The opposition parties call his policies “liberal”, but Swedish Finance Minister Anders Borg would rather use the word “pragmatic”. He came to the London School of Economics to offer some viewpoints on the Eurozone and the European Union from the seemingly stability and success of a country up north the recession-trapped Old Continent.
On Sweden having a good crisis.
These are challenging times for all of us here in Europe. We’re now looking at the fifth consecutive year in which European governments are preoccupied with financial turmoil, weak public finances, anaemic growth and high unemployment.
The outlook for 2013 is meagre, with sluggish growth and high unemployment in large parts of Europe, but the current situation does not bear close resemblance to the state of affairs in 2008. The collapse of Lehman Brothers sent shockwaves through the financial system. Credit markets and interbank lending dried up, world trade plummeted, and European governments faced the prospect of another depression, with years of negative growth and a possible implosion of the financial system.
On avoiding a Great Depression.
What happened next was that the economic downturn and the linkages between national banking systems and sovereigns contributed to transform the financial crisis into a sovereign debt crisis that at times has threatened to break Europe apart.
Important measures have been taken to manage some of the most pressing issues, in particular with regard to the regulation of financial markets. Here the crisis brought new insights and, equally importantly, impetus for reform. A key insight is that we have improved awareness of the need to monitor systemic risks, and to design the rules of the game so as to protect the financial system, not individual firms. Higher capital requirements for banks are an important step.
On more austerity versus more public investment.
Over the last few months we have been debating whether austerity or growth should be the main road for fiscal policy in the current environment. I will take a pragmatic approach to this question. Clearly, there is no simple solution that applies to all countries.
On his pragmatism.
The first point is that governments must at all times secure and safeguard the credibility of economic policy among households, firms and markets. Disorderly public finances generate uncertainty that push up borrowing costs and dampen consumption and investment.
Bearing this in mind, there must be a basis of confidence with regard to the sustainability of public finances. Naturally, a delicate balance must be struck between strengthening public finances and restoring growth. But failing to safeguard credibility will result in neither of these two goals being achieved.
This is why it is erroneous to cast the policy choice in terms of a dichotomy between austerity and growth. The policy must depend on the situation and the circumstances in each country.
The UK has paid close attention to the timing of fiscal consolidation, letting the fiscal balance improve gradually and in a manner that facilitates long-term growth. A weaker policy could have caused a general increase in the market’s risk premia and have made both firms and households more reluctant to spend and invest. The UK has had room to manoeuvre and has used it wisely.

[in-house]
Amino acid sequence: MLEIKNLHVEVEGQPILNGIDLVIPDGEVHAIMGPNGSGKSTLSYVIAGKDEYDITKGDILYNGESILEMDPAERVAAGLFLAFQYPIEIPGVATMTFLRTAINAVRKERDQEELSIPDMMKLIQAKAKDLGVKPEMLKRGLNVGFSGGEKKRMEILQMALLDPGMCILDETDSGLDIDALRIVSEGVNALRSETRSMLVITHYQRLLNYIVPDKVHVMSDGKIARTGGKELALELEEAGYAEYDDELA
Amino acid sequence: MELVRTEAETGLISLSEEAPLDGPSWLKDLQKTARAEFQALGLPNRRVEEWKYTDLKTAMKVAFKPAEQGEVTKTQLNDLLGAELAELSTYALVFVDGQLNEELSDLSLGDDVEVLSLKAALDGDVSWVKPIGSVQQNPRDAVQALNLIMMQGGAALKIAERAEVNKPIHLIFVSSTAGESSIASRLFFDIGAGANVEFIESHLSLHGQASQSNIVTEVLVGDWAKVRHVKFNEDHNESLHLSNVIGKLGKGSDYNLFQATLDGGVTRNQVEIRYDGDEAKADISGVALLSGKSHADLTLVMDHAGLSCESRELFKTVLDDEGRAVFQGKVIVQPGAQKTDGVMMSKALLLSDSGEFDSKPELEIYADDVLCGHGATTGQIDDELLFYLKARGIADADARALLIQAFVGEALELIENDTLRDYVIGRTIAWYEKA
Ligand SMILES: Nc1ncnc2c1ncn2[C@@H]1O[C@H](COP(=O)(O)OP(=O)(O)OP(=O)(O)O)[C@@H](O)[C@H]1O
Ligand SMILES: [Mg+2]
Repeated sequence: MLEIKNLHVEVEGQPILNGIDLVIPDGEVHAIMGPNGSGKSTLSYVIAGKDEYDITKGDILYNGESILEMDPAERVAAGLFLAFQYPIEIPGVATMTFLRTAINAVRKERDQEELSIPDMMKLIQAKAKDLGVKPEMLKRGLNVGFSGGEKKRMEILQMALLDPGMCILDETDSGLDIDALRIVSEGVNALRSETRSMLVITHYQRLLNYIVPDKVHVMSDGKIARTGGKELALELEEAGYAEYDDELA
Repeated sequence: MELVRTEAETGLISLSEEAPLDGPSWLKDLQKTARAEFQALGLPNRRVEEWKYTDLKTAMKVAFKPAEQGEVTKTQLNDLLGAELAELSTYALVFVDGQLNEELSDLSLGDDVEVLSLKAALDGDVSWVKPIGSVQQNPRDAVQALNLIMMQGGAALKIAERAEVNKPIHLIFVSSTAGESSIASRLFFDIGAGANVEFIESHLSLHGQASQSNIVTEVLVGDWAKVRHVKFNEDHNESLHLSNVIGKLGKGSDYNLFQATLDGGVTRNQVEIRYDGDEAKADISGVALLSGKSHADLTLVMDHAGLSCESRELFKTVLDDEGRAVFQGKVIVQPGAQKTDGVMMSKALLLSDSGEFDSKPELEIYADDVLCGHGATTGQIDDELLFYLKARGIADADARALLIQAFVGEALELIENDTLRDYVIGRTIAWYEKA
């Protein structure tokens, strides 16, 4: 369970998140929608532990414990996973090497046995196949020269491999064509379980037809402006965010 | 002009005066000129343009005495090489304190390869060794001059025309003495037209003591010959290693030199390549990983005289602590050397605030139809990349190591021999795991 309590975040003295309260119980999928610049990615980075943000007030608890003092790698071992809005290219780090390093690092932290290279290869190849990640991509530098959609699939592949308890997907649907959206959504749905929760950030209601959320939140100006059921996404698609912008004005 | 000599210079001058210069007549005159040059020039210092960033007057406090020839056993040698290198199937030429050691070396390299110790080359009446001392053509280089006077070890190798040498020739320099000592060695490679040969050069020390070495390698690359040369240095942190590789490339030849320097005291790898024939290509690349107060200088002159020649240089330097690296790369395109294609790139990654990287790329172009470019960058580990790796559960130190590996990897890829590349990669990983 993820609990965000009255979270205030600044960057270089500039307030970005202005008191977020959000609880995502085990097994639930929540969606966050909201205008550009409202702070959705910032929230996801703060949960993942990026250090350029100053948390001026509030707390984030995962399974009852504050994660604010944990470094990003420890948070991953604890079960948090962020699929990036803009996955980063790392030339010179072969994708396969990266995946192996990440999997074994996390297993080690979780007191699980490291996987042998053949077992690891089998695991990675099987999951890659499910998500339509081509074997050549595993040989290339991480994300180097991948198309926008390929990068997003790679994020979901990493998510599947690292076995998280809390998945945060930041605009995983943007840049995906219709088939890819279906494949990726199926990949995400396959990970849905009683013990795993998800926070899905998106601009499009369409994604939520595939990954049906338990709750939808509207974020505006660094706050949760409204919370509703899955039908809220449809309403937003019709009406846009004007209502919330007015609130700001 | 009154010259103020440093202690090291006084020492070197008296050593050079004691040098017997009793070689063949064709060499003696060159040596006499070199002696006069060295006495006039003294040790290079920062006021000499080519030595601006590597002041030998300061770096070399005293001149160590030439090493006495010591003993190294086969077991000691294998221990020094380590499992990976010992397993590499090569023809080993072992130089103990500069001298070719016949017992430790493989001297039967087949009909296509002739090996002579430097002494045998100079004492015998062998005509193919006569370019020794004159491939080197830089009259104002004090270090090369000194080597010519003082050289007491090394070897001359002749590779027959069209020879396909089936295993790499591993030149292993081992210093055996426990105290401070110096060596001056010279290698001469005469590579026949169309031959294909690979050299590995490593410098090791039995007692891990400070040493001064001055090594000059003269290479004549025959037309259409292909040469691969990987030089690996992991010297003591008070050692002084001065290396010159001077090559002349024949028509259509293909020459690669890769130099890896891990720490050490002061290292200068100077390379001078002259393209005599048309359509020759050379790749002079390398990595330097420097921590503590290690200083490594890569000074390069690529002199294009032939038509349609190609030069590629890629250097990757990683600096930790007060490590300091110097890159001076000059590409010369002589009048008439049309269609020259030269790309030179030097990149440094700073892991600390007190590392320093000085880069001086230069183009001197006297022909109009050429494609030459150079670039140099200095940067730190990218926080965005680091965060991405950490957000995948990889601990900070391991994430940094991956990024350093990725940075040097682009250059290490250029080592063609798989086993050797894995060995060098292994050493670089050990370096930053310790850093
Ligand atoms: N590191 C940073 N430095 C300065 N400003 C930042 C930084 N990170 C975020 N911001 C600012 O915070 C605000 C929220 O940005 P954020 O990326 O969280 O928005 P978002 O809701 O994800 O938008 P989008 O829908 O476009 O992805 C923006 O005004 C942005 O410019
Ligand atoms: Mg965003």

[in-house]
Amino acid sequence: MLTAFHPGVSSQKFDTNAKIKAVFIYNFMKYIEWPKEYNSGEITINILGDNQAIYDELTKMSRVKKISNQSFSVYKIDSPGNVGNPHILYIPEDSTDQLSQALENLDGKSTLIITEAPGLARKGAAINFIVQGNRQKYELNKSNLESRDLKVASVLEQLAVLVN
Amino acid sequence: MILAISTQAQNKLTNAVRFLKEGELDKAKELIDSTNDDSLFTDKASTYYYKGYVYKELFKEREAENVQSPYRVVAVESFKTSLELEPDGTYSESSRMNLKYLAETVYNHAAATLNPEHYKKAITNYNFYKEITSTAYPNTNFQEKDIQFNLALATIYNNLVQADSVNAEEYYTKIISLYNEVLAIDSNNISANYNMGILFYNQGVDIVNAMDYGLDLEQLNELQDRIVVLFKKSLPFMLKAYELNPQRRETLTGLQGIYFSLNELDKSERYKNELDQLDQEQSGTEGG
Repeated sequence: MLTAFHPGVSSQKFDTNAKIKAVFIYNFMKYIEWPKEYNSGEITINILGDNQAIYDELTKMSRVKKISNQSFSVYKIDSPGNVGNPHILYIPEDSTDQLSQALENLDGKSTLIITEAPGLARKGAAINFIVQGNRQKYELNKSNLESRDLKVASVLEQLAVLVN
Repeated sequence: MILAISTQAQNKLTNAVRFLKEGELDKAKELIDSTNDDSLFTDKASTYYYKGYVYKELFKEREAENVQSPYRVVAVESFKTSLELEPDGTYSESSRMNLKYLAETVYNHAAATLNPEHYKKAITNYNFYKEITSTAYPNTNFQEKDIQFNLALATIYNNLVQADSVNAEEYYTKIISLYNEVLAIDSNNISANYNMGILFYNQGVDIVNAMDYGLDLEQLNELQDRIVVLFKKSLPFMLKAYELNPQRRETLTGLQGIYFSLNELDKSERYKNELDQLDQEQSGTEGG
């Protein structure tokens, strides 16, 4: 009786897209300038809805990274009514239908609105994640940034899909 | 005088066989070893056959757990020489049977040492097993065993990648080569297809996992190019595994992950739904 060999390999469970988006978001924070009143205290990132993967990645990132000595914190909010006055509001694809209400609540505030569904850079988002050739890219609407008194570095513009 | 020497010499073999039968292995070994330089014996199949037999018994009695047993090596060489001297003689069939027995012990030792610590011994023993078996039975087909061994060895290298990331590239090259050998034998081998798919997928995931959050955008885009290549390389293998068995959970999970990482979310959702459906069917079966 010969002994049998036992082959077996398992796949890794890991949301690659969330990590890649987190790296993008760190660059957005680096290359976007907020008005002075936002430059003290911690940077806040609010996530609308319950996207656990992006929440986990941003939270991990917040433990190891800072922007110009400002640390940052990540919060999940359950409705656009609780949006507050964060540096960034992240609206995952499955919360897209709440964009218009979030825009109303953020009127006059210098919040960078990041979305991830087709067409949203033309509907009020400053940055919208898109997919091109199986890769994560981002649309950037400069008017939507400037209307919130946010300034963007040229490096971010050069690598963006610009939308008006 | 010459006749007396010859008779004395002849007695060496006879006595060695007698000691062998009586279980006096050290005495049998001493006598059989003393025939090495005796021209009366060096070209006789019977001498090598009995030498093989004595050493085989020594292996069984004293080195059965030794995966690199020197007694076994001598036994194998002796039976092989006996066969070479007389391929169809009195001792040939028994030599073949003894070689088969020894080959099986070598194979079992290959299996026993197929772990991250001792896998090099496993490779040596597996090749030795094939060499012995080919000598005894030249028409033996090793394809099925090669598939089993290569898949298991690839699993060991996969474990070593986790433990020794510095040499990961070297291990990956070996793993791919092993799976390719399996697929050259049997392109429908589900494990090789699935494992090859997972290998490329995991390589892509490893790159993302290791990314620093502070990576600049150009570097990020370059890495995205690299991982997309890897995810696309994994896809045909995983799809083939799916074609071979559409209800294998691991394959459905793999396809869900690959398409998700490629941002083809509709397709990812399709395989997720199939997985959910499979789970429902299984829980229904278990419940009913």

Is that a warning to the austerity champion Troika?
Countries in worse condition have no choice but to act rapidly because they have to restore credibility and confidence in their economies and bring down borrowing costs if they are to get back on an even keel.
In particular, struggling EU Member States need to fulfil the commitments they have already made. And they need to do so at a pace that is adequate to restore market confidence. Aggregate demand will react favourably to this restored confidence, whereas it is bound to be anaemic in its absence.
On core euro countries doing more to support weaker neighbours.
Countries in a stronger position do have the alternative to use fiscal policy to inject energy into the economy. Sweden agrees with the IMF and the OECD that countries with adequate fiscal space should use their strengths to support a sustained recovery.
Given the elevated risk levels, it is important even for countries whose position is relatively strong not to become complacent and abandon necessary safety margins that secure room for manoeuvre in the case of a protracted, or sharper, downturn. Particularly, governments in a stronger position should give priority to boosting growth and employment in a long term perspective.
On peripheral countries complaining about too harsh fiscal targets that would burn their economic engines.
Handling the crisis is not primarily about how well we manage short-term stabilisation. Instead, the crucial issue is our readiness to confront more fundamental questions that will determine long-term growth prospects and the scope for our European social model.
While Europe is bogged down in fiscal problems, the global economy is undergoing rapid change. Emerging economies in Asia and elsewhere are lifting hundreds of millions of people out of poverty. The powerful structural transformation taking place around us will shape our economies for decades to come. It brings great potential but also formidable challenges. Europe will need to adapt to increasingly tough competition at all levels of the value chain.
Rapid changes to the international economic landscape can have a major impact on entire sectors and regions and deal severe blows to those losing their jobs. We need to address the questions of how to reduce the risk of severe shocks and how to maintain our competitiveness on a basis of knowledge and quality, not low wages and poor working conditions.